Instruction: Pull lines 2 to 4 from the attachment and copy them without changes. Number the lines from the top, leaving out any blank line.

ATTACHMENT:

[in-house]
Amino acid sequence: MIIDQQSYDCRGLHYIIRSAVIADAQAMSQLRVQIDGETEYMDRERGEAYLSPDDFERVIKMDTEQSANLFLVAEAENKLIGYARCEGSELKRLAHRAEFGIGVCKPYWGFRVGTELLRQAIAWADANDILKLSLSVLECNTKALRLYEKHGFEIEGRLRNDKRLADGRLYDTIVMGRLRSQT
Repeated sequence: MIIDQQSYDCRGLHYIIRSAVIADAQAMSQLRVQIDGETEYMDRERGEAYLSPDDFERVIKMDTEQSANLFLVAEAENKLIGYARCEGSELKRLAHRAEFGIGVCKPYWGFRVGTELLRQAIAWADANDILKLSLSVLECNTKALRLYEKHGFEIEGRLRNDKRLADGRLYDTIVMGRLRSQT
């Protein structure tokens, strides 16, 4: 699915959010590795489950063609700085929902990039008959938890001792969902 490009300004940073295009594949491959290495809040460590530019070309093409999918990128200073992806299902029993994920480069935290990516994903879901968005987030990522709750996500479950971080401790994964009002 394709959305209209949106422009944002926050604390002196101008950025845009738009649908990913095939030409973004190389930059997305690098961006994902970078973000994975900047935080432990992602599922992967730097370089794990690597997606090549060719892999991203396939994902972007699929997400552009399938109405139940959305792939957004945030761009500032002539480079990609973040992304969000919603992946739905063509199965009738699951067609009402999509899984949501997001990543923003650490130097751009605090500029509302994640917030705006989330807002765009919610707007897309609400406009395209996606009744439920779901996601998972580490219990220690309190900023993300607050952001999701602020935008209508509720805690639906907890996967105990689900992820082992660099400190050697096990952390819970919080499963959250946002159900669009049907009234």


Amino acid sequence: MIIDQQSYDCRGLHYIIRSAVIADAQAMSQLRVQIDGETEYMDRERGEAYLSPDDFERVIKMDTEQSANLFLVAEAENKLIGYARCEGSELKRLAHRAEFGIGVCKPYWGFRVGTELLRQAIAWADANDILKLSLSVLECNTKALRLYEKHGFEIEGRLRNDKRLADGRLYDTIVMGRLRSQT
Repeated sequence: MIIDQQSYDCRGLHYIIRSAVIADAQAMSQLRVQIDGETEYMDRERGEAYLSPDDFERVIKMDTEQSANLFLVAEAENKLIGYARCEGSELKRLAHRAEFGIGVCKPYWGFRVGTELLRQAIAWADANDILKLSLSVLECNTKALRLYEKHGFEIEGRLRNDKRLADGRLYDTIVMGRLRSQT
């Protein structure tokens, strides 16, 4: 699915959010590795489950063609700085929902990039008959938890001792969902 490009300004940073295009594949491959290495809040460590530019070309093409999918990128200073992806299902029993994920480069935290990516994903879901968005987030990522709750996500479950971080401790994964009002 394709959305209209949106422009944002926050604390002196101008950025845009738009649908990913095939030409973004190389930059997305690098961006994902970078973000994975900047935080432990992602599922992967730097370089794990690597997606090549060719892999991203396939994902972007699929997400552009399938109405139940959305792939957004945030761009500032002539480079990609973040992304969000919603992946739905063509199965009738699951067609009402999509899984949501997001990543923003650490130097751009605090500029509302994640917030705006989330807002765009919610707007897309609400406009395209996606009744439920779901996601998972580490219990220690309190900023993300607050952001999701602020935008209508509720805690639906907890996967105990689900992820082992660099400190050697096990952390819970919080499963959250946002159900669009049907009234």